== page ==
Making a really outstanding homemade tomato soup isn't easy. Even if you're using tomatoes from your garden or fresh from the farmers market, it can turn out bland and often too acidic. This recipe has tricks to avoid both of those problems.
The addition of fresh basil adds dimension without overpowering the tomato flavor in this soup.
How to make a good tomato soup
Tomatoes need some extra help to make the perfect soup. Here's a few tricks:
- The riper a tomato is, the less acidic it will be. If you can use vine-ripened tomatoes from your garden, that's even better.
- Roast the tomatoes to concentrate the flavor and add some sweetness
- Red bell peppers (also roasted) contribute to a slightly more complex flavor, but they don't outshine the tomatoes
- Sweet paprika adds a hint of smokiness and depth
- Top with fresh basil right before serving
- 1-2 tablespoon olive oil for roasting
- 6 roma-type tomatoes large
- 3 beefsteak tomatoes
- 1 red or orange bell pepper
- 1 yellow onion
- 4 garlic cloves
- ½ teaspoon sweet paprika
- 2 ½ cups vegetable stock
- 1 teaspoon sugar
- ½ cup almond milk, milk, or heavy cream see note
- 2 ounces Fresh Parmesan cheese (and rind) exclude for dairy-free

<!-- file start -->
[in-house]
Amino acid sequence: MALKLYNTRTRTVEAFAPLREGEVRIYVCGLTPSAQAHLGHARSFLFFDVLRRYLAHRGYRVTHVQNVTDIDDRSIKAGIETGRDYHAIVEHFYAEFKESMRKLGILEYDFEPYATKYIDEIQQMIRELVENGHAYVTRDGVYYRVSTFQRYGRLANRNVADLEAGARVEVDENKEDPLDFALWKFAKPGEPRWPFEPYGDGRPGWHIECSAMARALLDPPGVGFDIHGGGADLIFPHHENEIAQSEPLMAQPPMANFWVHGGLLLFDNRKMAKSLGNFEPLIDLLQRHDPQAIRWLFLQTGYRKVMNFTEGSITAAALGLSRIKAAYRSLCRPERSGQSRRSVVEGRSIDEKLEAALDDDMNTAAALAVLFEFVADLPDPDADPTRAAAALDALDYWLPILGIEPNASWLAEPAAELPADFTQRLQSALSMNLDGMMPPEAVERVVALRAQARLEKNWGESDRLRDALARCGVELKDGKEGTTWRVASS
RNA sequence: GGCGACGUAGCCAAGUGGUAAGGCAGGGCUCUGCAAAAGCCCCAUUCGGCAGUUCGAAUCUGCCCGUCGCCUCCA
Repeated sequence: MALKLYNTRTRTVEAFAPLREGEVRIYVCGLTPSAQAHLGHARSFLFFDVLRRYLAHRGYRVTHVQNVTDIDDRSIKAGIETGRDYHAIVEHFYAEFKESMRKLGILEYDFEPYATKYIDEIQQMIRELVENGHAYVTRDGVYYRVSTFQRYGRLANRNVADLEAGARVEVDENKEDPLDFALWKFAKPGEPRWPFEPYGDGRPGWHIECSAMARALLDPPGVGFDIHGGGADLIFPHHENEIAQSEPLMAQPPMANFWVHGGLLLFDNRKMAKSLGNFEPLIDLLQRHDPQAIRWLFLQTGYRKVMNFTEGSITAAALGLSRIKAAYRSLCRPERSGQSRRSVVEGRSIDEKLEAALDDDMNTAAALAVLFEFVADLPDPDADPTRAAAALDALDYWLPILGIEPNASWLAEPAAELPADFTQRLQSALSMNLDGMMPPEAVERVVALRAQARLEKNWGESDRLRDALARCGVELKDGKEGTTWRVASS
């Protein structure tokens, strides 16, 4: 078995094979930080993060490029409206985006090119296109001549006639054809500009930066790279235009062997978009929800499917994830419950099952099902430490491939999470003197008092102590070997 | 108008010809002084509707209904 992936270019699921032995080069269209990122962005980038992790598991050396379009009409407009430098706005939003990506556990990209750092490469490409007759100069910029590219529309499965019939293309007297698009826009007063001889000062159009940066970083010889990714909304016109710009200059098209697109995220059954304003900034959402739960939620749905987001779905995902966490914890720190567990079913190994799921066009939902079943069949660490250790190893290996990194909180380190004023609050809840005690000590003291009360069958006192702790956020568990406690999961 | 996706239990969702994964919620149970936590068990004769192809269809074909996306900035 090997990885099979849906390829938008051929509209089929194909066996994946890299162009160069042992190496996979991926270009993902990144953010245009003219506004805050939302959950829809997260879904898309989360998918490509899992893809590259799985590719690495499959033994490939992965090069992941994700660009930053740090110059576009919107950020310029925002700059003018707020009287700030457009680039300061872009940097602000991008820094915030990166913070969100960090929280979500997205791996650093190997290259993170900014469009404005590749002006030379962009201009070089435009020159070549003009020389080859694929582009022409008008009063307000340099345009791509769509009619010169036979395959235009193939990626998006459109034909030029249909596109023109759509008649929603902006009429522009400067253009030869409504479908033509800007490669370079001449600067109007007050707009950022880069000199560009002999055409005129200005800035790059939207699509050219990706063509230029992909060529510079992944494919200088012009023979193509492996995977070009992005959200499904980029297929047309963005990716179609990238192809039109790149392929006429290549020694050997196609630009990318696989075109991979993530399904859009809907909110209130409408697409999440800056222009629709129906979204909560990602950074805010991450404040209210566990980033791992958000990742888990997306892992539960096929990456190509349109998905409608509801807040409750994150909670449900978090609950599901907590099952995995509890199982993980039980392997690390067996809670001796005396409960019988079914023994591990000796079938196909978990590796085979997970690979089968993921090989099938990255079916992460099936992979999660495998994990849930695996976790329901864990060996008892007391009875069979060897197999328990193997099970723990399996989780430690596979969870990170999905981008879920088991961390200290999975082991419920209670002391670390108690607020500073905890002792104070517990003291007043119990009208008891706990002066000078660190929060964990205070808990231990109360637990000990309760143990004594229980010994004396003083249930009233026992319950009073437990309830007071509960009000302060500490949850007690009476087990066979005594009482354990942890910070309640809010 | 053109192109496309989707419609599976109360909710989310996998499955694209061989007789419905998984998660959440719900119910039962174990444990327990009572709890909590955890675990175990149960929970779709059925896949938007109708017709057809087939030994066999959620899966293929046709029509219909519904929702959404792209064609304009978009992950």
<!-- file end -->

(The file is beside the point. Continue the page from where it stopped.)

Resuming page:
- 8 basil leaves
- salt and pepper
- Preheat the oven to 400 degrees F. Quarter the tomatoes, bell pepper, and onions. Toss with olive oil and season with salt, pepper and paprika. Smash the garlic cloves.1-2 tablespoon olive oil, 6 roma-type tomatoes, 3 beefsteak tomatoes, 1 red or orange bell pepper, 1 yellow onion
- Toss tomatoes, bell pepper, and onions on 1 very large baking sheet, or 2 medium ones. Don't crowd the vegetables or they will steam more than roast.
- Roast for 5-10 minutes and then add the smashed garlic cloves to the baking sheet. Roast another 15-25 minutes, stirring half way through. You want to take them out when they are soft and starting to caramelize. If some finish early, take them off the sheet, set aside, and continue to roast the rest.4 garlic cloves
MAKE THE SOUP
- Add the roasted veggies to a large stock pot. Pour in the vegetable stock and add the sugar, salt, paprika and Parmesan rind (rind only). Then bring to a boil.½ teaspoon sweet paprika, 2 ½ cups vegetable stock, 1 teaspoon sugar, salt and pepper
- Reduce to a simmer and cook for 10 minutes. Remove the parmesan rind, then blend until smooth using an immersion blender.
- Taste the soup. Add almond milk or heavy cream, adding more if you prefer it that way 🙂 Add more salt, pepper, or paprika if you want.½ cup almond milk, milk, or heavy cream
- Strain if you want a silky smooth soup (I usually skip this).
GARNISH & SERVE
- Garnish with basil leaves and shaved Parmesan cheese.8 basil leaves, 2 ounces Fresh Parmesan cheese (and rind)
Using fresh vs dried basil
Fresh basil is more aromatic and flavorful than dried basil. Tomato soup is hearty yet delicate and benefits from the extra flavor fresh basil provides.
Basil leaves quickly lose much of their flavor when cooked and can turn bitter. This is why it's added at the end of the cooking process, ideally right into the bowl before serving.
The flowers can also be used, added at the end like the leaves.